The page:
Pakistan's supreme court has declared that an amnesty deal that had protected President Asif Ali Zardari and other politicians from corruption charges is illegal.
The country's highest court said the National Reconciliation Ordinance (NRO) amnesty was "unconstitutional".
Wednesday's ruling paves the way for challenges to Zardari's already shaky rule.
The decision will raise fresh doubts about Zardari's political future, even though he is protected from prosecution by presidential immunity.
However, the ruling leaves thousands of other officials, including cabinet ministers loyal to Zardari, facing reopened corruption and other criminal cases.
'Null and void'
Imran Khan, Al Jazeera's correspondent in Islamabad, said: "In the last few minutes the amnesty has been declared null and void. That means the National Reconciliation Ordinance is no longer part of Pakistan's constitution, it's effectively illegal and this will force a political crisis within Pakistan.
"This allows corruption cases, that were quashed under the NRO, against Asif Ali Zardari to be open.
"As the President of Pakistan he is immune from prosecution but there will be a tremendous amount of pressure on him from the general public here to resign.
"We are also likely to see a new court case on whether Zardari was allowed to run for political office in the first place.
"In the midst of a massive crisis that Pakistan faces; a war within its own borders, suicide bombings on a deadly basis, we're now seeing a new political crisis."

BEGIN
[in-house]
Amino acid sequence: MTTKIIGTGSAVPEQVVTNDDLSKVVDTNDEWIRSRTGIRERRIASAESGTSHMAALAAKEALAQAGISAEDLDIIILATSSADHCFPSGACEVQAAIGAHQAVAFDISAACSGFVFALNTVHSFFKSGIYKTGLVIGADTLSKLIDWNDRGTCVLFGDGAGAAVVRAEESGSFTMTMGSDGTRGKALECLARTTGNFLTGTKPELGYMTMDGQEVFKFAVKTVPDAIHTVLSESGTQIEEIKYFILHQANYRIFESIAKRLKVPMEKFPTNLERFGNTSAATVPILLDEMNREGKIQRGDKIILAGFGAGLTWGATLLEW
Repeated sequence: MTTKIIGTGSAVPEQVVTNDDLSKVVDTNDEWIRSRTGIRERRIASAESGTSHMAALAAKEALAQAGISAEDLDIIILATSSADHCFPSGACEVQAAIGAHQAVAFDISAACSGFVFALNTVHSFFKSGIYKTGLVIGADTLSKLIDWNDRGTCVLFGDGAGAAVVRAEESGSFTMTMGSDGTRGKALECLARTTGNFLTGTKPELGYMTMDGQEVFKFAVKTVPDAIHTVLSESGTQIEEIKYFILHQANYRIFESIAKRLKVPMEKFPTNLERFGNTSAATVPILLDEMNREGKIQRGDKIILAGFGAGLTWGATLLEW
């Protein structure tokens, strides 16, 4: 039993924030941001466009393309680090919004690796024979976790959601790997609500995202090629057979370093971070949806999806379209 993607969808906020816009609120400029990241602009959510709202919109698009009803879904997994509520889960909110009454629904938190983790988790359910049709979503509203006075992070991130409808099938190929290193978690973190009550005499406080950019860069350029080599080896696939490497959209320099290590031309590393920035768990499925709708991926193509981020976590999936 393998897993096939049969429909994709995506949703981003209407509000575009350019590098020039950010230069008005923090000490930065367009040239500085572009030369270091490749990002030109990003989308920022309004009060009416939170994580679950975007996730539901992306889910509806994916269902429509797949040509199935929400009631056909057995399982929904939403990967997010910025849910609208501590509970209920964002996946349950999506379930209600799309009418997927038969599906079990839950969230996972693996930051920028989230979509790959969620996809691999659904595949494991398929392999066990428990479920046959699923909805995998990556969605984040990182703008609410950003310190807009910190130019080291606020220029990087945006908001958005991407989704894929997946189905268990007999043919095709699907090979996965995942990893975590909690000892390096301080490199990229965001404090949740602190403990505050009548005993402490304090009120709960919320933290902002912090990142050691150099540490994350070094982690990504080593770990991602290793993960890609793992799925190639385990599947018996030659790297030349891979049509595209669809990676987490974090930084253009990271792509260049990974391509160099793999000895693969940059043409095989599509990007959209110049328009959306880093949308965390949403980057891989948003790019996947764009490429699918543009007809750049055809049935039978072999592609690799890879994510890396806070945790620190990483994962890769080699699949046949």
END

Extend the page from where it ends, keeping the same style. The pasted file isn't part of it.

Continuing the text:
The deal, which was announced two years ago by then-president Pervez Musharraf, allowed Zardari and Benazir Bhutto, his wife and a former prime minister, to return from self-exile without facing corruption charges.
But the NRO has been branded unconstitutional and the debate over its legitimacy has received a great deal of coverage in Pakistani media.
The amnesty covered more than 8,000 officials and civil rights activists argued that it was unjust to help so many politicians escape prosecution for alleged wrongdoing.
As president, Zardari, who has denied a slew of corruption claims against him, enjoys general immunity from prosecution.
But the supreme court could choose to challenge his eligibility for the post now that it has decided that the amnesty is illegal.
The debate comes as Pakistan's army battles Taliban fighters in its tribal regions.
The potential for a crisis to erupt from the supreme court ruling is a cause for concern in the US, whose administration wants Pakistan to remain focused on its campaign against the Taliban.